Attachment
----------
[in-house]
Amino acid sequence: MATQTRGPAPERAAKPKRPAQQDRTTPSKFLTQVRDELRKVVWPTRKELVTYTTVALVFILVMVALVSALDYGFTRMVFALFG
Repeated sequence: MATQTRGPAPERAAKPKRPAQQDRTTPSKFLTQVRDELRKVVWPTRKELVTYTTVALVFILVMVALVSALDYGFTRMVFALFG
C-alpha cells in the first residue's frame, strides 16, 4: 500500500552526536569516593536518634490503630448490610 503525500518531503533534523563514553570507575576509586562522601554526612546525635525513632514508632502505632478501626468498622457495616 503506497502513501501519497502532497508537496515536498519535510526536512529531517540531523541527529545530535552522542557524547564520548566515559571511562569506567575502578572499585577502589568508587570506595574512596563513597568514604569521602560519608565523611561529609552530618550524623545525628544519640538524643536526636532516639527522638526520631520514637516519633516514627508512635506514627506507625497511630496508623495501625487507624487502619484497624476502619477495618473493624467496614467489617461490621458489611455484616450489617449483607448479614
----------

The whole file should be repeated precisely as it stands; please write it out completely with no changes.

[in-house]
Amino acid sequence: MATQTRGPAPERAAKPKRPAQQDRTTPSKFLTQVRDELRKVVWPTRKELVTYTTVALVFILVMVALVSALDYGFTRMVFALFG
Repeated sequence: MATQTRGPAPERAAKPKRPAQQDRTTPSKFLTQVRDELRKVVWPTRKELVTYTTVALVFILVMVALVSALDYGFTRMVFALFG
C-alpha cells in the first residue's frame, strides 16, 4: 500500500552526536569516593536518634490503630448490610 503525500518531503533534523563514553570507575576509586562522601554526612546525635525513632514508632502505632478501626468498622457495616 503506497502513501501519497502532497508537496515536498519535510526536512529531517540531523541527529545530535552522542557524547564520548566515559571511562569506567575502578572499585577502589568508587570506595574512596563513597568514604569521602560519608565523611561529609552530618550524623545525628544519640538524643536526636532516639527522638526520631520514637516519633516514627508512635506514627506507625497511630496508623495501625487507624487502619484497624476502619477495618473493624467496614467489617461490621458489611455484616450489617449483607448479614